• Truthful and Complete Disclosure: The disclosure must be “truthful and complete.”  This means that the individual must disclose all information that she knows relates to any misconduct in which the individual has participated in and/or of which the individual is aware.  The individual must provide truthful and complete answers on “all matters about which the Department may inquire.”
  • Cooperation and Substantial Assistance: The Program requires that the individual “fully cooperate” and provide “substantial assistance” in “its investigation of related conduct and prosecution of equally or more culpable individuals or entities.”  The policy also defines cooperation as a willingness to produce “documents, records, and other evidence,” as well as to engage in proactive cooperation efforts (g., wearing a wire) if requested by DOJ.
  • Disgorgement/Forfeiture: The “reporting individual must agree to forfeit or disgorge any profit from the criminal wrongdoing and pay restitution or victim compensation.”
  • Exclusions: Individuals cannot qualify for the program if they (1) “engaged in criminal conduct involving violence, use of force, threats, substantial patient harm, any sex offense involving fraud, force, or coercion, or relating to a minor, or any offense involving terrorism”; (2) are the “Chief Executive Officer (or equivalent) or Chief Financial Officer (or equivalent) of a public or private company” or “the organizer/leader of the scheme”; (3) are “an elected or appointed foreign government official”; (4) are “a domestic government official at any level, including any employee of a law enforcement agency”; or (5) have “a previous felony conviction or a conviction of any kind for conduct involving fraud or dishonesty.”

Under the VSD Pilot Program, Criminal Division prosecutors will also “retain discretion to offer an NPA to individuals in appropriate circumstances, including where individuals come forward pursuant to the Pilot Program but the criteria above are not met in full.”[9]

Compliance Considerations

The VSD Program is effective immediately, and so potentially impacted companies should consider taking additional compliance-related measures.  As we noted regarding the DOJ whistleblower program launched in March, companies should consider the following:[10]

  • Because the DOJ Program will cover a range of potential misconduct, including fraud and bribery, companies should consider reviewing and updating their whistleblowing policies and procedures (or adopting them if needed). These policies and procedures should address the assessment and prompt internal investigation of allegations of misconduct, as well as non-retaliation against whistleblowers (and avenues for whistleblowers to seek recourse in the event there is retaliation).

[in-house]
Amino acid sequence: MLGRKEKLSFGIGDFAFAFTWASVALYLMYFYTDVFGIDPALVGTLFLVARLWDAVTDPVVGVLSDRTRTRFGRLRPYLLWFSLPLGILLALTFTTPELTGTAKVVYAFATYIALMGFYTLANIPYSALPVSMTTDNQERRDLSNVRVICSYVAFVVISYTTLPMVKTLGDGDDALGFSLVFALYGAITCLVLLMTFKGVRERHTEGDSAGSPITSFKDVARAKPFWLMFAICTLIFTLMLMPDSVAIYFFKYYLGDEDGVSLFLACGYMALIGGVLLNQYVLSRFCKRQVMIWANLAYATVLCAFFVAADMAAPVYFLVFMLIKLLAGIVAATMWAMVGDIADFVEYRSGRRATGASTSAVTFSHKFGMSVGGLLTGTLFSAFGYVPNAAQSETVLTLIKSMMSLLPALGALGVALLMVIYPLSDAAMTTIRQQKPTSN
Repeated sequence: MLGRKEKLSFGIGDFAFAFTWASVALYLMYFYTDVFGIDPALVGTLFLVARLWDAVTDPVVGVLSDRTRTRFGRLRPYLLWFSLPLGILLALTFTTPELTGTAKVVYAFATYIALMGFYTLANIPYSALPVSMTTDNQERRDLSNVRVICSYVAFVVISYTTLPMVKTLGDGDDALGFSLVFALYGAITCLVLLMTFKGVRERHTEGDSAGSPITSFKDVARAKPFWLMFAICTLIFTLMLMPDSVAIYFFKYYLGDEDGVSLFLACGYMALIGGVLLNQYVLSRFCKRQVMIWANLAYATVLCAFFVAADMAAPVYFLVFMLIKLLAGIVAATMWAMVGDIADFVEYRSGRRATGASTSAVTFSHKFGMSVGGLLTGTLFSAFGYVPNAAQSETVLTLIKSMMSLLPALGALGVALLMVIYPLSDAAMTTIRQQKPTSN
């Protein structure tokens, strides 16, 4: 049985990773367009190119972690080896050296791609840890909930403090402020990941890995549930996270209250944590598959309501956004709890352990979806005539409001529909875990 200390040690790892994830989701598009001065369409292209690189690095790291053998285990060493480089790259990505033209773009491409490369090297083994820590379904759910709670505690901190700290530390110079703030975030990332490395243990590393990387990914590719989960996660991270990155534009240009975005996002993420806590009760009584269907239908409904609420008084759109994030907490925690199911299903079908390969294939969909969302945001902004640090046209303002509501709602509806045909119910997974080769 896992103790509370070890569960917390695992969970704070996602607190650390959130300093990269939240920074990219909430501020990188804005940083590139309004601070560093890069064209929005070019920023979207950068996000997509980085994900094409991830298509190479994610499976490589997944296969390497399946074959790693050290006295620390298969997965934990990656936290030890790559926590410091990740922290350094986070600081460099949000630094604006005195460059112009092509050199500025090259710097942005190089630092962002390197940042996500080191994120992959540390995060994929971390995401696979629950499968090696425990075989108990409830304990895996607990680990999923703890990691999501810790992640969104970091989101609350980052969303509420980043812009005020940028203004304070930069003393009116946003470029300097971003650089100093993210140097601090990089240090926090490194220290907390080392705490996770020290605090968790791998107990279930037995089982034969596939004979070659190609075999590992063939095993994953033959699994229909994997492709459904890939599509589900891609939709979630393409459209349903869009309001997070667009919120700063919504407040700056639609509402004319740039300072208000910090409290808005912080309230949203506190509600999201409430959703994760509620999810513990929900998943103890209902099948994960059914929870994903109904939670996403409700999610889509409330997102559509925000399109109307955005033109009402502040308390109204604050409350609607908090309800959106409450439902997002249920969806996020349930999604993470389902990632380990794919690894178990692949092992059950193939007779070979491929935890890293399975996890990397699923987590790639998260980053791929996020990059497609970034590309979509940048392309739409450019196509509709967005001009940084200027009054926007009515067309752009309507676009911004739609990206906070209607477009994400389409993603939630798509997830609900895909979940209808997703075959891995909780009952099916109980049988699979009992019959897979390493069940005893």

• Companies may also wish to consider developing a clear framework for prompt reporting of potential violations internally, and early evaluation of those matters, so that the company will be well-positioned to determine whether, when and how to file a Voluntary Self Disclosure and be “first in the door” to report potential violations.

We will monitor developments related to the VSD Pilot Program and similar DOJ programs in the coming months.

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[1]        Dep’t of Justice, The Criminal Division’s Pilot Program on Voluntary Self-Disclosure for Individuals (Apr. 15, 2024), available here.

[2]        An NPA is a contractual agreement between DOJ and an individual facing criminal investigation pursuant to which DOJ agrees not to bring criminal charges in exchange for, among other things, the individual’s cooperation in an investigation and in any proceeding that may follow.  See generally Dep’t of Justice, Principles of Federal Prosecution of Business Organizations, available here; see also Dep’t of Justice, Principles of Federal Prosecution, available here (“non-prosecution agreements . . . are, in essence, agreements not to enforce the law under particular conditions.”).

[3]        See Paul, Weiss, Congress Passes Foreign Extortion Prevention Act, Expanding Federal Criminal Liability to Foreign Officials (Dec. 22, 2023), available here.

[4]        Id.

[5]        See Paul, Weiss, DOJ Announces New Whistleblower Program Aimed at Increasing Corporate Enforcement (Mar. 18, 2024), available here; see also Dep’t of Justice, Deputy Attorney General Lisa Monaco Delivers Keynote Remarks at the American Bar Association’s 39th National Institute on White Collar Crime (Mar. 7, 2024), available here.

[6]        Id.

[7]        It remains to be seen how DOJ will treat such cases.  As noted, the Program requires that a disclosure be voluntary, meaning that there must be an “absence of any government investigation or threat of imminent disclosure to the government or public.”  This could be construed to mean that an individual who was the subject of an internal investigation where the company planned to “imminent[ly]” disclose the activity to DOJ may not be eligible.

[8]        VSD Pilot Program at 3.  Notably, the VSD Pilot Program requires that the individual provide “substantial assistance” in “its investigation of related conduct and prosecution of equally or more culpable individuals or entities.” (emphasis added).  The inclusion of “entities” is an addition that is not in the programs launched at the U.S. Attorneys offices.

[9]        VSD Pilot Program at 3.

[10]       Paul, Weiss, DOJ Announces New Whistleblower Program Aimed at Increasing Corporate Enforcement (Mar. 18, 2024), available here.